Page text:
I have reflected on how grateful I was for having the opportunity to travel across the world with the help of One Nurse At A Time. It was an incredible experience. I left the mission feeling motivated and appreciative. America is not perfect but have so much more than other countries.
Our mission was cut a day short as the surgeons flights were affected by the typhoon that hit Japan. It gave me a chance to adjust to the time change and explore Ho Chi Minh for a day.
The first day at Can Tho Children’s Hospital, we met with the hospital leaders (nurse, surgeon and anesthesia). We discussed plans for the following days. We also participated in screening pre operative patients (for the following day).
On the second day, we were able to go to the OR. We were fortunate to witness the first case of parental presence during induction of anesthesia at this facility. We rounded on the surgical ward and ICU. We provided feedback on post operative care. There was particular overuse of antibiotics for cases such as hernia repair. We also provided feedback regarding surgical site care. We noted overuse of dressings and discussed the dressings were not needed for certain cases. We circled back and rounded on the PACU patients. At the end of the day, we provided a powerpoint lecture for the nurses regarding simple dressing care. This was my favorite part. The nurses were very invested and asked great questions. They were quite eager to learn.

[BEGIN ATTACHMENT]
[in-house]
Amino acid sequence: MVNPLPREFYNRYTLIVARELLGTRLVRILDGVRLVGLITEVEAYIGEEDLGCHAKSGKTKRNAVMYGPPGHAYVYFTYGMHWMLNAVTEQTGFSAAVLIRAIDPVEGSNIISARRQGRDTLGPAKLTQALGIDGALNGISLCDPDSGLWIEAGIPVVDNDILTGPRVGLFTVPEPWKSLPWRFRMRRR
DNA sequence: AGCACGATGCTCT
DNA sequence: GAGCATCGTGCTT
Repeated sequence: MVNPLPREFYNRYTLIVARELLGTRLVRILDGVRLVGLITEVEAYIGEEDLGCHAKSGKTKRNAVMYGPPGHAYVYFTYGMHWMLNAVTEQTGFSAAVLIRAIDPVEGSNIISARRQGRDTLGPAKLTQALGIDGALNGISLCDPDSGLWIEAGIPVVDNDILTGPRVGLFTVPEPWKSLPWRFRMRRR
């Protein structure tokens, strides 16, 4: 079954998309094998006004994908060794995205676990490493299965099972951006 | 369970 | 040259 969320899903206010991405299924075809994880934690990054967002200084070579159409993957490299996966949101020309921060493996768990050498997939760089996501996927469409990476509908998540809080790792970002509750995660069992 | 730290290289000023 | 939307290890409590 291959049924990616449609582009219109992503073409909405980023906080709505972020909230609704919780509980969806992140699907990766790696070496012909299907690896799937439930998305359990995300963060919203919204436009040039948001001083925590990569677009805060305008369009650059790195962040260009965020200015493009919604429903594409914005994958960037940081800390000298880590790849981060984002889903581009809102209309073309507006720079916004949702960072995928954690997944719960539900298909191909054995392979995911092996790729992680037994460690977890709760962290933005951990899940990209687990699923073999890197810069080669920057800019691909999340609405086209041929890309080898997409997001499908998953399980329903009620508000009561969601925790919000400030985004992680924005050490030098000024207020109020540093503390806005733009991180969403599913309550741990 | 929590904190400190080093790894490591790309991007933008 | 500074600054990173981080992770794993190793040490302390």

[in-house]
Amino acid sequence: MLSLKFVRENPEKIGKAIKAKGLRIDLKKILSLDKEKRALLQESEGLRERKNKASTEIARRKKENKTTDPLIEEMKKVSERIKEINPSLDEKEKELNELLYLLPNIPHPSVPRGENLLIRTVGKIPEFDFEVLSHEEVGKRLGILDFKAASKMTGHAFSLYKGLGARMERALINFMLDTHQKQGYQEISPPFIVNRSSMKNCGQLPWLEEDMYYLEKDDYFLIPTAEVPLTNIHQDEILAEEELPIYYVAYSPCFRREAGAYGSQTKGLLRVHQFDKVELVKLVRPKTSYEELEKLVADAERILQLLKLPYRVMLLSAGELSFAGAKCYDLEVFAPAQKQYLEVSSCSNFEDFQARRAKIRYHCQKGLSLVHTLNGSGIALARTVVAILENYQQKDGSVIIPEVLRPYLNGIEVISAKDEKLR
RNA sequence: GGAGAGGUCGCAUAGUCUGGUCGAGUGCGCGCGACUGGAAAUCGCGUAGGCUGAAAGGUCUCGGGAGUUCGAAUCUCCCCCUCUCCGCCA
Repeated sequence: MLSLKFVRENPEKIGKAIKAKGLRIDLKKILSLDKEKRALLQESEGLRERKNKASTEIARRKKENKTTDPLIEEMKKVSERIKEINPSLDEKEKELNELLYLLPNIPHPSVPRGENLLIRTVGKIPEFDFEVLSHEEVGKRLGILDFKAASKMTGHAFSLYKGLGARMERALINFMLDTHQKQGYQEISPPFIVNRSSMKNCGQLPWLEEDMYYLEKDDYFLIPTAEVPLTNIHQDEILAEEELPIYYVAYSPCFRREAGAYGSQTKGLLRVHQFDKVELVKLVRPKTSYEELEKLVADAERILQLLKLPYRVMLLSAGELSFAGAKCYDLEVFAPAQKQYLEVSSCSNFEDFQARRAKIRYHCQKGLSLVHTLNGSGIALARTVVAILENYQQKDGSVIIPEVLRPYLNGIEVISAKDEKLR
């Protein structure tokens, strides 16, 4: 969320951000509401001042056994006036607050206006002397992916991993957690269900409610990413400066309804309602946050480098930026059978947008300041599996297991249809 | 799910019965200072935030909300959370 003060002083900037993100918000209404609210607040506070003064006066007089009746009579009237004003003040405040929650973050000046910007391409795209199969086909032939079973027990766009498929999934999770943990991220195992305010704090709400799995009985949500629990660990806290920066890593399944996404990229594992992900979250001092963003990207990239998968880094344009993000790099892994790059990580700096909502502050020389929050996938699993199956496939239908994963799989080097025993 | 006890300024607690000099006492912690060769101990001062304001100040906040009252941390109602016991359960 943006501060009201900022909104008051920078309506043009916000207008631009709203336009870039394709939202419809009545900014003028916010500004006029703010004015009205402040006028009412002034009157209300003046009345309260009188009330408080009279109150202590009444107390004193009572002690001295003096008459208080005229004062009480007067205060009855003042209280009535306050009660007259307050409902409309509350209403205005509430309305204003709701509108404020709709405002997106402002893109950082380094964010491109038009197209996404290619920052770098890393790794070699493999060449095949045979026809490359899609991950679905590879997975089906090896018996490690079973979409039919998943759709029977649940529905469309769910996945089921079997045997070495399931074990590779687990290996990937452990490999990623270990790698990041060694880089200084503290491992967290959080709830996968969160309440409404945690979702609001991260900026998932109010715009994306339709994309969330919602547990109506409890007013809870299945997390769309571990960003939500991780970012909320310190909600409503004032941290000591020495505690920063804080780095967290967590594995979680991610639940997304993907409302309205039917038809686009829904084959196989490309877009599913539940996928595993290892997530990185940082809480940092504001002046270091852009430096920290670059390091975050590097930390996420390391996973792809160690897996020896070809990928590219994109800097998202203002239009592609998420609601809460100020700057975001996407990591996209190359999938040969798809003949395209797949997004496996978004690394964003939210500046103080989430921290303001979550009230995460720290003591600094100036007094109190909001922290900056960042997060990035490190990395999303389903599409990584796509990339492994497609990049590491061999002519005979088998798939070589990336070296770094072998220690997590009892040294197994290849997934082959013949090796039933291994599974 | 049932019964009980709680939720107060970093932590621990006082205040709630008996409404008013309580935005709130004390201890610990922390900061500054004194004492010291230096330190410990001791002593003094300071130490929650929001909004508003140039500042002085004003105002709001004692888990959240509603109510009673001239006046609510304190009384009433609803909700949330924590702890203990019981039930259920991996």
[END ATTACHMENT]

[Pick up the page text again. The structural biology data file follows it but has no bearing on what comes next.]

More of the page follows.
The last day, we again rounded on the ward. Our group was quiet large as the nurses, surgeons and medical students participated in rounds. We finished of time of the ward by shadowing the wound care nurse. Her technique was great. Again, we had a lengthy discussion regarding wounds that needed care versus sugical site that did not require dressing. The nurses were open to the ideas we provided. We met withe the hospital leaders and recapped the days. We discussed what types of lectures the nurses want the next mission.
In addition, we are working with IPSAC in how to improve nurse involvement in their missions. Dr. Holterman is open to our ideas. We have also provided feedback to APSNA as we are hoping to better develop the nursing piece of the program. There is a lot of great work to be done. We are working on a proposed schedule for nurses in future missions. This needs assessment was necessary and I hope to be a part of the development for future missions to follow.
It was incredible to connect with the nurses in Vietnam. They were attentive and shared the same compassion in providing the best care for our pediatric surgical patients.
Please extend my gratitude to the donors and the Board Members of One Nurse At A Time. It was an amazing experience.